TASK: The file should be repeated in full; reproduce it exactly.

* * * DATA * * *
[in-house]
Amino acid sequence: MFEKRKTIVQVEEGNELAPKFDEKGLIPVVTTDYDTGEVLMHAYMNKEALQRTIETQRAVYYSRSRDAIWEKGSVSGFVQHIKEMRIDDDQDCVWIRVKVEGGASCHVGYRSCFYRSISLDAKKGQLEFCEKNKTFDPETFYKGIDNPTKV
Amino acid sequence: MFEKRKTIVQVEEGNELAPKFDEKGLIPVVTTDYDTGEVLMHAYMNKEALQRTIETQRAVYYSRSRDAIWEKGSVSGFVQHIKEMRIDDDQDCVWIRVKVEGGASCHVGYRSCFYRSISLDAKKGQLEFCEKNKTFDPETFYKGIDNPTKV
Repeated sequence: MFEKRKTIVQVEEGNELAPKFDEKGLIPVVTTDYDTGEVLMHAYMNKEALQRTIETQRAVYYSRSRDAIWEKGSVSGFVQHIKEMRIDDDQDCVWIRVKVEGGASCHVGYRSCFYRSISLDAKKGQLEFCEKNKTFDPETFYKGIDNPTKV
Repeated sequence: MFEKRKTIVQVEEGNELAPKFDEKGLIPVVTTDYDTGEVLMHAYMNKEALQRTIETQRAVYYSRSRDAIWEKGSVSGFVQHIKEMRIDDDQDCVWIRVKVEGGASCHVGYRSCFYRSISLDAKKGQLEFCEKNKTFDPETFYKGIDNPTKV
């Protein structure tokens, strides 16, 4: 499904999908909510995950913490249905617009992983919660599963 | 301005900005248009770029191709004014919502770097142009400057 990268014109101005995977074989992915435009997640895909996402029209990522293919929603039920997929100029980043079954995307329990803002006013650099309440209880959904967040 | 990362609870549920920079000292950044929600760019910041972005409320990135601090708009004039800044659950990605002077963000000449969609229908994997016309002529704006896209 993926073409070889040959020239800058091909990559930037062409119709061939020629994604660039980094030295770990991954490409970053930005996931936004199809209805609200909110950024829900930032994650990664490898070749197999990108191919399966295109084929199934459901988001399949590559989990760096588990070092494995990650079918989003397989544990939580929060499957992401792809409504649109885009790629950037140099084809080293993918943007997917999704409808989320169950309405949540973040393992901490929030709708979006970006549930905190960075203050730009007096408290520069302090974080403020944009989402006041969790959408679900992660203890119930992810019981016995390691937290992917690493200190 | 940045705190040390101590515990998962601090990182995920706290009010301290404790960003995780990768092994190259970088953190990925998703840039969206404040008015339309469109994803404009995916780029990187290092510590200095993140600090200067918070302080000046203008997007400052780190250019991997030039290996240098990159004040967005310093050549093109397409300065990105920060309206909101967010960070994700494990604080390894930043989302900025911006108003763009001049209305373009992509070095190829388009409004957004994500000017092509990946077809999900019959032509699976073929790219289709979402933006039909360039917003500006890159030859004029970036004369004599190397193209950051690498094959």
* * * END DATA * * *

[in-house]
Amino acid sequence: MFEKRKTIVQVEEGNELAPKFDEKGLIPVVTTDYDTGEVLMHAYMNKEALQRTIETQRAVYYSRSRDAIWEKGSVSGFVQHIKEMRIDDDQDCVWIRVKVEGGASCHVGYRSCFYRSISLDAKKGQLEFCEKNKTFDPETFYKGIDNPTKV
Amino acid sequence: MFEKRKTIVQVEEGNELAPKFDEKGLIPVVTTDYDTGEVLMHAYMNKEALQRTIETQRAVYYSRSRDAIWEKGSVSGFVQHIKEMRIDDDQDCVWIRVKVEGGASCHVGYRSCFYRSISLDAKKGQLEFCEKNKTFDPETFYKGIDNPTKV
Repeated sequence: MFEKRKTIVQVEEGNELAPKFDEKGLIPVVTTDYDTGEVLMHAYMNKEALQRTIETQRAVYYSRSRDAIWEKGSVSGFVQHIKEMRIDDDQDCVWIRVKVEGGASCHVGYRSCFYRSISLDAKKGQLEFCEKNKTFDPETFYKGIDNPTKV
Repeated sequence: MFEKRKTIVQVEEGNELAPKFDEKGLIPVVTTDYDTGEVLMHAYMNKEALQRTIETQRAVYYSRSRDAIWEKGSVSGFVQHIKEMRIDDDQDCVWIRVKVEGGASCHVGYRSCFYRSISLDAKKGQLEFCEKNKTFDPETFYKGIDNPTKV
């Protein structure tokens, strides 16, 4: 499904999908909510995950913490249905617009992983919660599963 | 301005900005248009770029191709004014919502770097142009400057 990268014109101005995977074989992915435009997640895909996402029209990522293919929603039920997929100029980043079954995307329990803002006013650099309440209880959904967040 | 990362609870549920920079000292950044929600760019910041972005409320990135601090708009004039800044659950990605002077963000000449969609229908994997016309002529704006896209 993926073409070889040959020239800058091909990559930037062409119709061939020629994604660039980094030295770990991954490409970053930005996931936004199809209805609200909110950024829900930032994650990664490898070749197999990108191919399966295109084929199934459901988001399949590559989990760096588990070092494995990650079918989003397989544990939580929060499957992401792809409504649109885009790629950037140099084809080293993918943007997917999704409808989320169950309405949540973040393992901490929030709708979006970006549930905190960075203050730009007096408290520069302090974080403020944009989402006041969790959408679900992660203890119930992810019981016995390691937290992917690493200190 | 940045705190040390101590515990998962601090990182995920706290009010301290404790960003995780990768092994190259970088953190990925998703840039969206404040008015339309469109994803404009995916780029990187290092510590200095993140600090200067918070302080000046203008997007400052780190250019991997030039290996240098990159004040967005310093050549093109397409300065990105920060309206909101967010960070994700494990604080390894930043989302900025911006108003763009001049209305373009992509070095190829388009409004957004994500000017092509990946077809999900019959032509699976073929790219289709979402933006039909360039917003500006890159030859004029970036004369004599190397193209950051690498094959």